Sean Goedecke is a freelance writer trying to visit every cafe in Australia. If you enjoy his articles, it can't hurt to click the 'like' link at the bottom or subscribe.
No man is an island
The Tempest was the last play William Shakespeare ever wrote. With that in mind, it's understandable that he used it as a kind of vanity project: the main character, the powerful wizard Prospero, shares not a few things in common with Shakespeare himself, and when Prospero finally gives up his magic and bids the audience farewell, to some extent Shakespeare was speaking through him. It's a visually impressive play, full of magical servitors and strange apparitions, and for most of it Shakespeare keeps four different plot-lines up in the air at once.
Matt Scholten's production of The Tempest is running at the Guild Theatre in the University of Melbourne until the 19th of October. It's a big, ambitious attempt that makes no effort to cut down or modify the script for modern audiences. If you've never seen a Shakespeare play before, it might be worth flipping through the script before you go - but for those already familiar with The Tempest, Scholten puts on an absolute delight.
The opening scene - on the rolling deck of a ship, battered by the storm Prospero calls down - shows off some bold choices. The magical nature of the storm is represented by Prospero splashing about in a wading pool at centre stage and rocking a paper boat to and fro. It's a scene that could easily be rendered ridiculous, especially by a young student cast, but the impressively-bearded Tom Gutteridge pulls it off with genuine drama.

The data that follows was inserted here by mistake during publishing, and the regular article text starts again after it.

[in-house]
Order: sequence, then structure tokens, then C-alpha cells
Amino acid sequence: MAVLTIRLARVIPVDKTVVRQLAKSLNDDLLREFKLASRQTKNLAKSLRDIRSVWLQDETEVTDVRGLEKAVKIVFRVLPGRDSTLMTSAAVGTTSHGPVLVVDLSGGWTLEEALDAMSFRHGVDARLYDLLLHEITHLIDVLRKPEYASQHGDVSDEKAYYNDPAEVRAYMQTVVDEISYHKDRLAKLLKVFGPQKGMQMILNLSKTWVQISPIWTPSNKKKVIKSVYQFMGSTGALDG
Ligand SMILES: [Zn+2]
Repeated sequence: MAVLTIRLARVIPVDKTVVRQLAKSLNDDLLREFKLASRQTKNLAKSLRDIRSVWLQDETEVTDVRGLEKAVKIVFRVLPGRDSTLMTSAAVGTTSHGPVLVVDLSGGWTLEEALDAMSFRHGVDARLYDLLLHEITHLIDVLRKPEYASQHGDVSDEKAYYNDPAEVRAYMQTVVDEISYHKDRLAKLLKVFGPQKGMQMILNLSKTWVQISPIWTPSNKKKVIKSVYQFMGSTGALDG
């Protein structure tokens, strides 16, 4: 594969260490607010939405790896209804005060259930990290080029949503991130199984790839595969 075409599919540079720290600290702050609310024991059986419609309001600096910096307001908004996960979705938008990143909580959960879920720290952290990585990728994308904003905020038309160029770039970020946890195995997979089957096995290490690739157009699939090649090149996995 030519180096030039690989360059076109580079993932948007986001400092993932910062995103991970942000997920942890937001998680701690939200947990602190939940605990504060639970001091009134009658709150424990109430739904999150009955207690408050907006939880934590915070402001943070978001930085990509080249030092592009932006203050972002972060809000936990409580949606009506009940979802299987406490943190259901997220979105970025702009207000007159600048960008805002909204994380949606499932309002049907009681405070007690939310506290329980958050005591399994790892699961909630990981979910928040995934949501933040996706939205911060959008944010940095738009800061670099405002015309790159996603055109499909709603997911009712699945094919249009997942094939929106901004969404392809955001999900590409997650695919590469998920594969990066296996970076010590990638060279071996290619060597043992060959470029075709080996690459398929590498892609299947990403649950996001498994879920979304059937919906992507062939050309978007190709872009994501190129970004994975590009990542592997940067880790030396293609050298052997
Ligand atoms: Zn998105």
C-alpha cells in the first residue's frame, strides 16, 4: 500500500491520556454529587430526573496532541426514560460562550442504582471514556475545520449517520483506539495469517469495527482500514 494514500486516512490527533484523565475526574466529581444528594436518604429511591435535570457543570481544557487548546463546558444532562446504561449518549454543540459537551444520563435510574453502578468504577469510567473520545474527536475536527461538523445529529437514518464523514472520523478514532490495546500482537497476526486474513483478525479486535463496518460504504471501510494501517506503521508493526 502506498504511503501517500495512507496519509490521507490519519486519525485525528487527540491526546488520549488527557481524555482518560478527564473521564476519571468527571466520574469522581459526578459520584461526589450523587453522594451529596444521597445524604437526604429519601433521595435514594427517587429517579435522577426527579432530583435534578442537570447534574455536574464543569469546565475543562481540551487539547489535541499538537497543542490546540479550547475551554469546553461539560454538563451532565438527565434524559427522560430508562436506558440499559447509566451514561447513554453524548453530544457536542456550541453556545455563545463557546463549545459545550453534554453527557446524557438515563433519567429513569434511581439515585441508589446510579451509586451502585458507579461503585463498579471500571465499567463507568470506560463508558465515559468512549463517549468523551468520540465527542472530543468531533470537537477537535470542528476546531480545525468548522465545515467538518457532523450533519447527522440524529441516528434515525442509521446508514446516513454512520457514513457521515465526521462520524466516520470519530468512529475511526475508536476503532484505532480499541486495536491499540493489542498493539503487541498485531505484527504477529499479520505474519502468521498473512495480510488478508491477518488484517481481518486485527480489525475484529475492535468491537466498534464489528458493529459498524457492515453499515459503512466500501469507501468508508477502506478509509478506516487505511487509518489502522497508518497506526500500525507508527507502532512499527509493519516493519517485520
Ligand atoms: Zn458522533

Shown here without beard.
Gutteridge's performance as Prospero is one of the stronger points of the production. He comes across as capricious but well-meaning; a bitter man, with perhaps a little too much power for his own good, but in the end kind-hearted. Some of the more dated lines, like Prospero's dire warnings of what will happen if his daughter and her husband-to-be have sex before marriage, are saved by his careful delivery. Likewise, Prospero's magical servant Ariel - played by Felicia King - is magnificently done. King's Ariel is fundamentally alien: she hops around the stage in strange leaping steps and sidles, staring deer-like at the humans around her. Ariel is the main demonstration of Prospero's magic we see, and it's largely thanks to King that Prospero comes across convincingly as a wizard.
However, it would feel like a very long play - two and a half hours, including a twenty minute interval - without the comic relief of Trinculo and Stephano, played by Jess Newman and Josiah Lulham. Newman plays Trinculo as a wheedling coward that evokes Rowan Atkinson as Mr Bean, and Lulham's Stephano comes across as a slightly less impressive Jack Sparrow (right down to the touch of mascara). Newman and Lulham riff off each other well.
Unsurprisingly for such an ambitious production, there are a few mis-steps. For instance, the opening scene, with all its bluster and thunder, makes it impossible to hear the dialogue between the noblemen and the sailors. Even knowing what the lines are, it's hard to pick them out between the screaming and storm effects. Later on, the noblemen's swords turn out to be small pocket-knives which, while more modern and convenient, make it faintly ridiculous when they wave them at Prospero's spirits. However, these are minor complaints when set against everything else.
All in all, Scholten's The Tempest is a spectacle as well as a play. Between its dance scenes, musical interludes, and physical comedy, the two and a half hours passes very quickly. At $15 for a concession ticket and $25 for a full price ticket, it's worth seeing.